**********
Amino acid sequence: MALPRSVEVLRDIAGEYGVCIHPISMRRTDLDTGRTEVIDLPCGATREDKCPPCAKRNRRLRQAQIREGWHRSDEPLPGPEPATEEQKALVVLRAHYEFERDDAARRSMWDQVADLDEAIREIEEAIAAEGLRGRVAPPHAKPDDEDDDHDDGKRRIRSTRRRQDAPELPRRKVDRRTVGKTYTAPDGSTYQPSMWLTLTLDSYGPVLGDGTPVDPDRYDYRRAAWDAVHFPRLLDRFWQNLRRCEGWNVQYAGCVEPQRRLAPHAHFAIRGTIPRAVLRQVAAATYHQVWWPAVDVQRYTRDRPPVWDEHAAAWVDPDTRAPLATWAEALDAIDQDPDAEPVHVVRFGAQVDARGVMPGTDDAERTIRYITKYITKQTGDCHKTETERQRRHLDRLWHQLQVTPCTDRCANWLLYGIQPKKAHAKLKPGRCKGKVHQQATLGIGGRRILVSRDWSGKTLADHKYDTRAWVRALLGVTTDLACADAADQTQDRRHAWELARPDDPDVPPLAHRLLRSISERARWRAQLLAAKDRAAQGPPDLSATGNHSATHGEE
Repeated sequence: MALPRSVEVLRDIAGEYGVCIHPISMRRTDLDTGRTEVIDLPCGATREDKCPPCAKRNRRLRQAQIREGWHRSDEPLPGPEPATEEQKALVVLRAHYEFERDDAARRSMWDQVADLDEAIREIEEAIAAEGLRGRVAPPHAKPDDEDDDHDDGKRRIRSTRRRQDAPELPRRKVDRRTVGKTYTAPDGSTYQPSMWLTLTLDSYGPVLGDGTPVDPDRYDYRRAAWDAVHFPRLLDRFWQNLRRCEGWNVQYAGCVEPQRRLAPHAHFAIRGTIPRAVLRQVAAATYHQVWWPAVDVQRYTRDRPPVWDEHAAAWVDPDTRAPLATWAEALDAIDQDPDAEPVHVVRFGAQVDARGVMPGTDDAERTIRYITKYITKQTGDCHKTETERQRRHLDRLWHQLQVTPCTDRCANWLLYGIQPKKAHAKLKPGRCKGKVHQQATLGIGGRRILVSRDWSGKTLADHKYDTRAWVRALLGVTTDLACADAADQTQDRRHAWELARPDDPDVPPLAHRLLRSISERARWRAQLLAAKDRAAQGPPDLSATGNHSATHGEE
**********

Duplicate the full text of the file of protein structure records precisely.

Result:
Amino acid sequence: MALPRSVEVLRDIAGEYGVCIHPISMRRTDLDTGRTEVIDLPCGATREDKCPPCAKRNRRLRQAQIREGWHRSDEPLPGPEPATEEQKALVVLRAHYEFERDDAARRSMWDQVADLDEAIREIEEAIAAEGLRGRVAPPHAKPDDEDDDHDDGKRRIRSTRRRQDAPELPRRKVDRRTVGKTYTAPDGSTYQPSMWLTLTLDSYGPVLGDGTPVDPDRYDYRRAAWDAVHFPRLLDRFWQNLRRCEGWNVQYAGCVEPQRRLAPHAHFAIRGTIPRAVLRQVAAATYHQVWWPAVDVQRYTRDRPPVWDEHAAAWVDPDTRAPLATWAEALDAIDQDPDAEPVHVVRFGAQVDARGVMPGTDDAERTIRYITKYITKQTGDCHKTETERQRRHLDRLWHQLQVTPCTDRCANWLLYGIQPKKAHAKLKPGRCKGKVHQQATLGIGGRRILVSRDWSGKTLADHKYDTRAWVRALLGVTTDLACADAADQTQDRRHAWELARPDDPDVPPLAHRLLRSISERARWRAQLLAAKDRAAQGPPDLSATGNHSATHGEE
Repeated sequence: MALPRSVEVLRDIAGEYGVCIHPISMRRTDLDTGRTEVIDLPCGATREDKCPPCAKRNRRLRQAQIREGWHRSDEPLPGPEPATEEQKALVVLRAHYEFERDDAARRSMWDQVADLDEAIREIEEAIAAEGLRGRVAPPHAKPDDEDDDHDDGKRRIRSTRRRQDAPELPRRKVDRRTVGKTYTAPDGSTYQPSMWLTLTLDSYGPVLGDGTPVDPDRYDYRRAAWDAVHFPRLLDRFWQNLRRCEGWNVQYAGCVEPQRRLAPHAHFAIRGTIPRAVLRQVAAATYHQVWWPAVDVQRYTRDRPPVWDEHAAAWVDPDTRAPLATWAEALDAIDQDPDAEPVHVVRFGAQVDARGVMPGTDDAERTIRYITKYITKQTGDCHKTETERQRRHLDRLWHQLQVTPCTDRCANWLLYGIQPKKAHAKLKPGRCKGKVHQQATLGIGGRRILVSRDWSGKTLADHKYDTRAWVRALLGVTTDLACADAADQTQDRRHAWELARPDDPDVPPLAHRLLRSISERARWRAQLLAAKDRAAQGPPDLSATGNHSATHGEE